Wed | Sep 30, 2020

Vishnu Bisram | Misunderstanding CCJ’s jurisdiction over Guyana Courts

Published:Friday | July 10, 2020 | 12:20 AMVishnu Bisram/Guest Columnist

Reference is made to the article by Mr Imran Khan, public relations officer of the government of Guyana, wherein he sought to influence the ruling of the Caribbean Court of Justice (CCJ) in a matter currently before the court with a judgment due by Wednesday afternoon.

A full-page advertisement of similar import was published in the Trinidad Guardian on Sunday. A similar argument was made by agents and lawyers of the Guyana government in Caribbean press and in social media. Such attempts seek to subvert due process and the independence of the court. It is the executive arm of the State attacking the judiciary in what is supposed to be separation of powers. These missives and ads must be condemned and not entertained by the public or by any officer of any court.

In addition to seeking to influence the judgement of the court, which violates the basic rule of impartial justice, the missive violates a foundation stone of the judicial process called the sub judice principle. Any matter before the court cannot be commented upon by the parties of the dispute or their agents. The State should not seek to influence the court.

In addition to the above, Khan’s missive simply misreads and misunderstands the jurisdiction of the CCJ (the apex court) over the Court of Appeal (CoA), a superior court of Guyana. The CCJ is the apex court and has jurisdiction over the Court of Appeal of Guyana on all matters, except where so specifically stated.

Khan quoted a clause in the law pertaining to the ascension of the CCJ as Guyana’s final court. That law was passed in 2004. The clause was/is specific. It states that all matters already litigated by the CoA were final and could not be appealed to the CCJ. The law was very literal in its meaning. All matters brought to and decided by the CoA post April 2005 could be appealed at the CCJ. That was the simple and ordinary meaning of the law when it was enacted in 2004, as related by members of parliament who are still around. So, clearly, the CCJ would have jurisdiction over appeals decided by the CoA, as per law.


In addition to the jurisdictional issue before the CCJ, there is also the issue of whether the CoA itself had jurisdiction to hear an election matter. Khan’s government petitioned the CoA on the March 2 election matter, to determine the meaning of the term ‘votes’. The opposition contended that the CoA had no such jurisdiction. The law states that the CoA only has jurisdiction to determine if a candidate meets the qualification to run for president. The opposition claims that any election matter must be addressed by the High Court in an election petition and not the CoA. The opposition also argued that a petition or challenge to the eligibility of a candidate to serve as president can only be filed after a declaration of he result. The elections commission is yet to make a declaration and an official winner is not announced.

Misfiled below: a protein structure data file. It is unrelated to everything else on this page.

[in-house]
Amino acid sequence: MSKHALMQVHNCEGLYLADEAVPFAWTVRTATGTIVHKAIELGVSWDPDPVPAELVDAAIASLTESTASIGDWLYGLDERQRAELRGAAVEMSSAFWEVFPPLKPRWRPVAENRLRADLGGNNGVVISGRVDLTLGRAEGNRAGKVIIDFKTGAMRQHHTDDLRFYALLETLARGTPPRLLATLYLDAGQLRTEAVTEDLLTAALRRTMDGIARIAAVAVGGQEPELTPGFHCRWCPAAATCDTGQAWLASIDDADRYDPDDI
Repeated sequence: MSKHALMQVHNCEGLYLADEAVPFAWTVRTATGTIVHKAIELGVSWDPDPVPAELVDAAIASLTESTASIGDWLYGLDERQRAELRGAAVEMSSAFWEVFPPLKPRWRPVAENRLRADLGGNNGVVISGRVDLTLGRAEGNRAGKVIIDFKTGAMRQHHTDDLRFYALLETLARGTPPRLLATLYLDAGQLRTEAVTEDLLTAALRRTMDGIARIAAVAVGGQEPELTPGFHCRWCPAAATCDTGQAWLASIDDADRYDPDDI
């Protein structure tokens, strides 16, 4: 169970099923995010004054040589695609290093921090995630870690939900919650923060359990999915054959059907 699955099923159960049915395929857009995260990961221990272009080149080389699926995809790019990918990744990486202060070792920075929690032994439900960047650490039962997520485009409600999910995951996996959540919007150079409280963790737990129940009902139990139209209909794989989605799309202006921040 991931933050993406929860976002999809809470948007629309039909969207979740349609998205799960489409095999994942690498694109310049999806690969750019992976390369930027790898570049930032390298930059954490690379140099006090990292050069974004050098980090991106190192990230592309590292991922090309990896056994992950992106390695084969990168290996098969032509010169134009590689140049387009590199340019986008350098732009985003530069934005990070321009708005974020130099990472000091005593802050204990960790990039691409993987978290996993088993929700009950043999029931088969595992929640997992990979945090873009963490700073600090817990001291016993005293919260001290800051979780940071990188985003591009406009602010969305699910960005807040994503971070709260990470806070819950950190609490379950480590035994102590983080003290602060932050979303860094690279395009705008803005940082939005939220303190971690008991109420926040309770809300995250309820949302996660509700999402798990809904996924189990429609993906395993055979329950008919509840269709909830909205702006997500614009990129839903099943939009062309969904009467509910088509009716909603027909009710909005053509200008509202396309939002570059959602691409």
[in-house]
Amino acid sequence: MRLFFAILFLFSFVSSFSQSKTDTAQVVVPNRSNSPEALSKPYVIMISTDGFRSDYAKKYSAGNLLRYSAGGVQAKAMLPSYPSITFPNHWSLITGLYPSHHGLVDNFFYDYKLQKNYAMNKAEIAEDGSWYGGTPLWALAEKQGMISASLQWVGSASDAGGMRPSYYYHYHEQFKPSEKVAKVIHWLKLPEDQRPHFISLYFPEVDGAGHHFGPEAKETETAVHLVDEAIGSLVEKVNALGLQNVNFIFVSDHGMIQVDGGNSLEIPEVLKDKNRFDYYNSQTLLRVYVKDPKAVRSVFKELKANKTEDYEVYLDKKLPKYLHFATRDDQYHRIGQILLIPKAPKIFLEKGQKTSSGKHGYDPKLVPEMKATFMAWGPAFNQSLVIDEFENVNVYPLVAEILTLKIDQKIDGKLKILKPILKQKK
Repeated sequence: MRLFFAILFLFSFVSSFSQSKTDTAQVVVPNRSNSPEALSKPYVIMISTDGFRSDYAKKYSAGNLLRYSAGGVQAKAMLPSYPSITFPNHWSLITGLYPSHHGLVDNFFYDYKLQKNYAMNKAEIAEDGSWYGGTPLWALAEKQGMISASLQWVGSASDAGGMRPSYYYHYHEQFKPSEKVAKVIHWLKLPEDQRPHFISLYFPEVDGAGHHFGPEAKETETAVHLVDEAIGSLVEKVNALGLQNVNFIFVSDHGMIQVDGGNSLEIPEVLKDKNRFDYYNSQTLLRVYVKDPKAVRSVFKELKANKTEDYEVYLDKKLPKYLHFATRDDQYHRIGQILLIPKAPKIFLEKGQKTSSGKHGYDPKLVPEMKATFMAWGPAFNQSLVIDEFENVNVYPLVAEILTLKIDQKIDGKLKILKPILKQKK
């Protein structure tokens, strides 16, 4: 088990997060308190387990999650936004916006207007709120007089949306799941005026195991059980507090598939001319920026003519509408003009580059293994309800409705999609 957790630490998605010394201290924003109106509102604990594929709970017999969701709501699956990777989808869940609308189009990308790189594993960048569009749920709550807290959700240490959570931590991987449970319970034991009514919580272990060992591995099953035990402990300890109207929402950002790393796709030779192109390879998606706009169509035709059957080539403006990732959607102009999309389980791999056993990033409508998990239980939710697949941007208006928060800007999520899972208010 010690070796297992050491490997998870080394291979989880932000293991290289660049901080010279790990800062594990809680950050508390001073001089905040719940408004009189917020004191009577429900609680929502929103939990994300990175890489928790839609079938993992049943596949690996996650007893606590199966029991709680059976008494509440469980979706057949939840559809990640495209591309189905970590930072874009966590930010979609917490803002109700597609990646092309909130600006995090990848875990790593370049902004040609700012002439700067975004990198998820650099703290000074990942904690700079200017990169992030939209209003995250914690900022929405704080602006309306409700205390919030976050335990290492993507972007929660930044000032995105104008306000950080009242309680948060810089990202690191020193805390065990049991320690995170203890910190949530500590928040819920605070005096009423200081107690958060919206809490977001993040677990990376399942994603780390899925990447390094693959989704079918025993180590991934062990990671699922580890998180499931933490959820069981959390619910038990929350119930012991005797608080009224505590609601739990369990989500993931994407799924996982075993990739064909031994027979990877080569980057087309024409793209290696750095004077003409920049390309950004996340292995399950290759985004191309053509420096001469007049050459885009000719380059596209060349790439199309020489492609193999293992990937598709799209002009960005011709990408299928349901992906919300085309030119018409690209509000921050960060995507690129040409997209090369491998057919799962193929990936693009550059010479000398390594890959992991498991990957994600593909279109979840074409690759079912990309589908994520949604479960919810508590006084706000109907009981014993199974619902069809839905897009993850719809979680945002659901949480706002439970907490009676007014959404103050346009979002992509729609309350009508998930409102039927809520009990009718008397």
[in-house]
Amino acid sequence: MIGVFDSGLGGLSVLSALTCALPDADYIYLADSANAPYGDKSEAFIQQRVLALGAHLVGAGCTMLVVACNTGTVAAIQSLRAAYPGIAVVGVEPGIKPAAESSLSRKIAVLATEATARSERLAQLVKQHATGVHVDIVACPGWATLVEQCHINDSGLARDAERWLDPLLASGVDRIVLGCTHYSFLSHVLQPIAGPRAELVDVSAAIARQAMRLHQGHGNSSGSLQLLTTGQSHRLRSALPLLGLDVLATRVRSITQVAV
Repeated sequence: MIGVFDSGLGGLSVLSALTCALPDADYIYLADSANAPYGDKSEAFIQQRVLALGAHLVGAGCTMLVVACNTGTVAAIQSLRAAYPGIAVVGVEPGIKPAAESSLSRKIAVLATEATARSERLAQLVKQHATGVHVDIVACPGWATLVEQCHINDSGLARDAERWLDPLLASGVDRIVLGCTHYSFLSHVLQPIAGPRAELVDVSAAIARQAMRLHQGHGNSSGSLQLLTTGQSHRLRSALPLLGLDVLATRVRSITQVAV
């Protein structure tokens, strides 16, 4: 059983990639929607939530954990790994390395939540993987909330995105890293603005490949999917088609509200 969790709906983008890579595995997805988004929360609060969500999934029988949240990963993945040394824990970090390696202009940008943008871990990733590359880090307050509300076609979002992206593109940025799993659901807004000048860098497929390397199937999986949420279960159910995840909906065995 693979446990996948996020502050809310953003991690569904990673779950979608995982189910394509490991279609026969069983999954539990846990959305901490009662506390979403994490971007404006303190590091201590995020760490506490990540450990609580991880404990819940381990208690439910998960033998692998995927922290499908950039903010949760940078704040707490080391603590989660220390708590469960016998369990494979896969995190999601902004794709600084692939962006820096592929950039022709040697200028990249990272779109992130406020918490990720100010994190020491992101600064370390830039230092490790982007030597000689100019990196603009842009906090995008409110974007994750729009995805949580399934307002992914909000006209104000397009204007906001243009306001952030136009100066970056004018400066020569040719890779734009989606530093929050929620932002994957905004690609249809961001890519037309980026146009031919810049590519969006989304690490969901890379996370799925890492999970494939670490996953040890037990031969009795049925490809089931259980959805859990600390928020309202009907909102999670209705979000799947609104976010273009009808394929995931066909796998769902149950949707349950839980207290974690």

The CoA made a ruling that it had jurisdiction to define what is meant by votes, adding the term ‘valid’ in front of it. The government sought a number of orders from the CoA, but none were granted.

The ruling was appealed by the opposition to the CCJ. There is a legal principle that, even if the ruling of a superior court is final, if it violates jurisdictional issues, the apex court (CCJ) can overturn it. Also, if a superior court rules beyond its remit, the apex court can review its ruling.

In addition to the above, the CCJ has original jurisdiction on some matters. The fundamental rights of Guyanese voters are violated. An attempt is being made at electoral fraud to disenfranchise 115,844 voters. This is a fundamental issue of natural rights pertaining to democracy. That in itself gives an apex court the right to revisit the ruling of a lower or superior court. The Privy Council and supreme courts of the US, India, Canada, UK, Australia, South Africa, etc, have all assumed jurisdiction over the rulings of superior courts on electoral matters or basic rights.

So, clearly, the CCJ, which is the apex court of Guyana, has jurisdiction over the ruling of the CoA. It is my humble interpretation of the laws of Guyana and from the questioning line of the CCJ judges of oral presentations a week ago that the court would assume jurisdiction (with a Marbury V Madison principle) and set aside the CoA ruling. Such a ruling would empower the CCJ with judicial review of regional members.

Vishnu Bisram is a political analyst. Email feedback to